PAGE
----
• According to an alternative, it is possible to implement a very slow temperature increase ramp making it possible to very gradually raise the temperature to the levels T1, then T2, then T3, then T4, for example with a slope of 1° C./min, or even advantageously 0.1° C./min. Advantageously, the temperature is maintained at successive heat levels T1, T2, T3 and T4, starting at low temperatures, for example at 100° C., with each level being maintained, for example, for 10 hours. Such a treatment is shown in FIG. 3.
  • One or more heat treatments can thus be defined, all enabling a total heat treatment according to the invention.
  • A heat treatment according to the invention, by successive or cumulative levels, can be followed by a heat treatment reinforcing the assembly of the two substrates, for example at a temperature above that of the heat treatment levels according to the invention.
  • Another treatment according to the invention is shown in FIG. 4: levels are set at temperatures T1, T2, T3 and T4, with returns, between each level, to a lower temperature TO, for example room temperature, for example at 20° C.
  • Thus, a cumulative heat treatment can have the following form, starting at room temperature (for example: 20° C.):
      • a first level for a period of 2 hours at 50° C., followed by a return to a lower temperature (for example: room temperature),
      • then a second level for 2 hours at 100° C., followed by a return to a lower temperature (for example: room temperature),
      • then a third level for 2 hours at 150° C., followed by a return to a lower temperature (for example: room temperature),
      • then a fourth level for 2 hours at 200° C., followed by a return to a lower temperature (for example: room temperature),
      • then a standard bonding reinforcement heat treatment at a temperature T, for example 400° C., for 2 hours.
  • Another example of a heat treatment according to the invention is a ramp bringing the temperature of the system progressively from room temperature to a final temperature, which ramp is such that a period of at least one hour is passed in the range of 50° C. to 100° C. The duration passed between these two temperatures can also be above 1 h, or 1.5 h, or 2 h, or 2.5 h or 3 h. The treatment is then completed by the treatment steps according to the invention (maintaining the temperature in the range strictly above 100° C. and below or equal to 500° C. for at least one hour).
  • Heat treatments according to the invention have been carried out with a wet chemical hydrophilic surface preparation (SPM and APM).
  • The effects of the various heat treatments according to the invention can be compared in terms of defect density.
  • 1) in the first case (table 1), the following were compared:
      • a heat treatment according to the invention, of the type of FIG. 3, with a slow ramp of 1° C./min, starting at room temperature, with levels each lasting 10 h, at 100° C., then at 200° C., then at 300° C., and finally at 400° C.,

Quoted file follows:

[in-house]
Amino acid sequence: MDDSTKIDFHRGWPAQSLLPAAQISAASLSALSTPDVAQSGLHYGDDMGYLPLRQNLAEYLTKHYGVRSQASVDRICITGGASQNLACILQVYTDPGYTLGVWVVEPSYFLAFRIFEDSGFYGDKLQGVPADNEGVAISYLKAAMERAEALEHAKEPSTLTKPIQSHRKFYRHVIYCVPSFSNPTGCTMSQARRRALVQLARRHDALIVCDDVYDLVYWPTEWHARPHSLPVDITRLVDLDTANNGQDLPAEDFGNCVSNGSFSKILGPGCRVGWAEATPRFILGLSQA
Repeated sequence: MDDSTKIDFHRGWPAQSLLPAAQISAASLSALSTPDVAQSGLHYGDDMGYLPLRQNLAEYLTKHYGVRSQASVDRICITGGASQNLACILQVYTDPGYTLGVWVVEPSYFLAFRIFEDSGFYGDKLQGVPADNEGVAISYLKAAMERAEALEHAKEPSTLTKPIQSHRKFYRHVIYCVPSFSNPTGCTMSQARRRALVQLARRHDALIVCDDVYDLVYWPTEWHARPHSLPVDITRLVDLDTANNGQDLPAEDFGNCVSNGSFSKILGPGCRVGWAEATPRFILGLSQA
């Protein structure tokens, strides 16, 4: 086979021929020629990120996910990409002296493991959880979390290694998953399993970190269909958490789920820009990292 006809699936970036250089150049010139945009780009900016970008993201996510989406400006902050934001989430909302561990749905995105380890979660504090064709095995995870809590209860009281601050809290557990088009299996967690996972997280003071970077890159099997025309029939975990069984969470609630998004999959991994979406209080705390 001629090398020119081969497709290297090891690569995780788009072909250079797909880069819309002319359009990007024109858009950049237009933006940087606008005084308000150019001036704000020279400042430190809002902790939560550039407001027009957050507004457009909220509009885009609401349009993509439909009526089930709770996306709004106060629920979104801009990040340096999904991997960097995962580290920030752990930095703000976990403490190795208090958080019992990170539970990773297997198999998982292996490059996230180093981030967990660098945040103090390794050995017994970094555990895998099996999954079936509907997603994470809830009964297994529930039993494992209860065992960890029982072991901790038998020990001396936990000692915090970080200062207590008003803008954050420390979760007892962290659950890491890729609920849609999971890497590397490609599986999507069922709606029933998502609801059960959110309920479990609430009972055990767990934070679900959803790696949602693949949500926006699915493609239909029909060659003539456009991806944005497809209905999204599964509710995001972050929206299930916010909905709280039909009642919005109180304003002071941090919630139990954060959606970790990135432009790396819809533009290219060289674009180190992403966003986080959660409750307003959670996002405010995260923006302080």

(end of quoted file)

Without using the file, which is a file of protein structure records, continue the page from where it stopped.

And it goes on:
• and a bonding reinforcement heat treatment, referred to as the “standard” treatment, which is quasi-isothermal at 400° C.
  • Table I shows a defect density at the bonding interface that is clearly lower than in the case of the treatment according to the invention.
  • The images shown in FIGS. 5A and 5B are images of the bonding interface obtained by acoustic microscopy. In FIG. 5A, it is an image after the “standard” heat treatment alone. In FIG. 5B, it is an image after the heat treatment according to the invention and after the same standard heat treatment as that of FIG. 5A. FIG. 5B shows, with respect to FIG. 5A, an improvement, with the treatment according to the invention, of the defectiveness, by a factor greater than 8 (FIGS. 5A and 5B relate to the results of table I).
  • The repair of bonding defects, at high temperature (for example above 1100° C.) is therefore largely facilitated in a preliminary application of a treatment according to the invention.
  • When such a high-temperature repair treatment is not possible, for example due to the presence of components in one of the substrates, the treatment according to the invention makes it possible to considerably limit the defect density in the final assembly.
  • TABLE I Defect density at the bonding interface Standard heat treatment alone 88% (400° C./2 h). Additional heat treatment with 10.60% slow ramp before the standard treatment at 400° C.
  • 2) in the second case, the following were compared:
      • a heat treatment according to the invention, consisting of long successive levels lasting 5 hours at 50° C./min, followed by 5 hours at 100° C., followed by 5 hours at 150° C., followed by a heat treatment at temperature T (bonding reinforcement temperature),
      • and a standard quasi-isothermal heat treatment at temperature T=200° C. (or 300° C. or 400° C.) for around 2 hours, for reinforcement of the interface.
  • An improvement in the defectiveness by at least a factor of 4 is noted owing to the heat treatment according to the invention, and for each standard interface reinforcement heat treatment temperature (at 200° C. or 300° C. or 400° C.).
  • FIG. 6 shows the change in defect density as a function of the annealing temperature, with a treatment according to the invention (squares) and without a treatment according to the invention (circles). The example is that of an Si—Si bond, with a wet chemical preparation (SPM, APM).
  • Other application examples can be given.
  • Example 1
  • By optimising the preliminary surface preparations, for example by preparing surfaces 6 and 8 by microwave plasma in an oxygen atmosphere and producing a bond between the two surfaces under vacuum with heating to 300° C. during the bonding, it was possible to obtain an Si—Si bond, without defects at the bonding interface (as shown in FIG. 7) under the following conditions:
      • a heat treatment according to the invention is first performed, which treatment comprises a slow ramp of 1° C./min, starting at room temperature, then having levels of a duration of 10 hours each at 100° C., then at 200° C., then at 300° C., and so on by levels of 100° C. until reaching the final temperature of 700° C.,
      • a “standard” bonding reinforcement heat treatment, in the range of 600 to 700° C.